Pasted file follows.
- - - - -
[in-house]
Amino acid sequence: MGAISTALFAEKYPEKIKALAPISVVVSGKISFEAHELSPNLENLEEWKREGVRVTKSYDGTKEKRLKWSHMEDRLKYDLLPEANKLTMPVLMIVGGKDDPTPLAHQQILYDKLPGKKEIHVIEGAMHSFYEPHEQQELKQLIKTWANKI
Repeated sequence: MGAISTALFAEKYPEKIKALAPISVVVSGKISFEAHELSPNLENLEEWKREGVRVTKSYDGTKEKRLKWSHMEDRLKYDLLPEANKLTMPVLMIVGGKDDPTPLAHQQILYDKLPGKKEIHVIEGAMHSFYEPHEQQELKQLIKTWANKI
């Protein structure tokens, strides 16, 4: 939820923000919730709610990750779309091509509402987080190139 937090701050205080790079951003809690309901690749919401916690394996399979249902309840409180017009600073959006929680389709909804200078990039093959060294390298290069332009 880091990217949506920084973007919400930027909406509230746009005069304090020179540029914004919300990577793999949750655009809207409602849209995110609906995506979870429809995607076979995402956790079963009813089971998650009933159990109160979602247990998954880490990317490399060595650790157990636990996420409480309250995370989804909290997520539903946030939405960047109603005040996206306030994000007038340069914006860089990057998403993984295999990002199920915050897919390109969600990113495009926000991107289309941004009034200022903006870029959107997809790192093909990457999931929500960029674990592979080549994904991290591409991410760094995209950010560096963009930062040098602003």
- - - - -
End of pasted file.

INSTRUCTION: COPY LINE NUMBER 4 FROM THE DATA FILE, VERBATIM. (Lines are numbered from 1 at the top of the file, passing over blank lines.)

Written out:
């Protein structure tokens, strides 16, 4: 939820923000919730709610990750779309091509509402987080190139 937090701050205080790079951003809690309901690749919401916690394996399979249902309840409180017009600073959006929680389709909804200078990039093959060294390298290069332009 880091990217949506920084973007919400930027909406509230746009005069304090020179540029914004919300990577793999949750655009809207409602849209995110609906995506979870429809995607076979995402956790079963009813089971998650009933159990109160979602247990998954880490990317490399060595650790157990636990996420409480309250995370989804909290997520539903946030939405960047109603005040996206306030994000007038340069914006860089990057998403993984295999990002199920915050897919390109969600990113495009926000991107289309941004009034200022903006870029959107997809790192093909990457999931929500960029674990592979080549994904991290591409991410760094995209950010560096963009930062040098602003």